Gaddafi dies of wounds after capture - NTC official
SIRTE, Libya (Reuters) - Deposed Libyan leader Muammar Gaddafi died of wounds suffered in his capture near his hometown of Sirte on Thursday, a senior National Transitional Council military official said.
The NTC official, Abdel Majid Mlegta, had told Reuters earlier that Gaddafi was captured and wounded in both legs at dawn on Thursday as he tried to flee in a convoy which NATO warplanes had attacked.
"He was also hit in his head," said Mlegta. "There was a lot of firing against his group and he died."
Asked if there was photographic evidence to prove that Gaddafi was dead, Mlegta said: "We have the footage but it is not available now."
There was no independent confirmation of his remarks.
Mlegta reported Gaddafi's death after Libyan interim government fighters took Sirte on Thursday, extinguishing the last significant resistance by forces loyal to the former leader and ending a two-month siege.
NATO warplanes struck the convoy and hit four cars as it headed west, Mlegta said, adding that the head of Gaddafi's armed forces Abu Bakr Younus Jabr had been killed during the attack.
Ahmed Ibrahim, a cousin and adviser of Gaddafi, was captured along with former government spokesman Moussa Ibrahim, he added.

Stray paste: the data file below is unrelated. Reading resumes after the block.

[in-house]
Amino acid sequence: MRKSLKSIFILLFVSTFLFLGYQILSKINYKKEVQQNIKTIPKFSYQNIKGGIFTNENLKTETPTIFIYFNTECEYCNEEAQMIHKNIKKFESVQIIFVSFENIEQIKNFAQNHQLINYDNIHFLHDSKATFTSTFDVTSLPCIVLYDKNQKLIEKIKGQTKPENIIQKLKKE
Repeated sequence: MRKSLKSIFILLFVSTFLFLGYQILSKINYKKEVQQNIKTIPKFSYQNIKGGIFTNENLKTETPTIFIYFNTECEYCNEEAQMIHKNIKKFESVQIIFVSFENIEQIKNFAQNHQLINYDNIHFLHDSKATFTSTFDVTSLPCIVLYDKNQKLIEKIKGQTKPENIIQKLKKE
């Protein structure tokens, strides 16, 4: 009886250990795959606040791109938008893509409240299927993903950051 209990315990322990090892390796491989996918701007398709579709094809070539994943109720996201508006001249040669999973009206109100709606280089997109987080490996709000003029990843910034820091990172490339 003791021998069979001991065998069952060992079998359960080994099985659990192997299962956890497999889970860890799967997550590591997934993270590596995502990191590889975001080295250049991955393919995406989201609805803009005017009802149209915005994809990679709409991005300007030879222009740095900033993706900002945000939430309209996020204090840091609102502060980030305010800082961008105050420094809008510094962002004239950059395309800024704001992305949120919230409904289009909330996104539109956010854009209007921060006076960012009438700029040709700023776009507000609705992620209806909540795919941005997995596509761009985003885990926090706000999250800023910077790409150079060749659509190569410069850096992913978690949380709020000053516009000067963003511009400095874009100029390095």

In the capital Tripoli, sounds of gun shots were heard and people cheered in the street: "God is Great, God is Great, Gaddafi has been captured."
(Reporting by Samia Nakhoul; editing by David Stamp)
- Tweet this
- Share this
- Digg this
- Fears for tough penalties grow as India cleans up business
- India warns Pakistan of more pain in Kashmir fighting
- No fear of deflation: Indian consumers respond to softer oil, food prices
- Giving pricey hepatitis drug to prisoners may be financially wise
- New Jerusalem find may shed light on Jewish revolt against Romans
An unprecedented ban on DLF, India's largest property developer, from tapping capital markets has fuelled expectations of tougher penalties ahead, as the country's regulators feel emboldened to take on even companies long sheltered by political connections. Full Article
Iran supreme leader blames West for Islamic State rise, wants regional solution. Full Article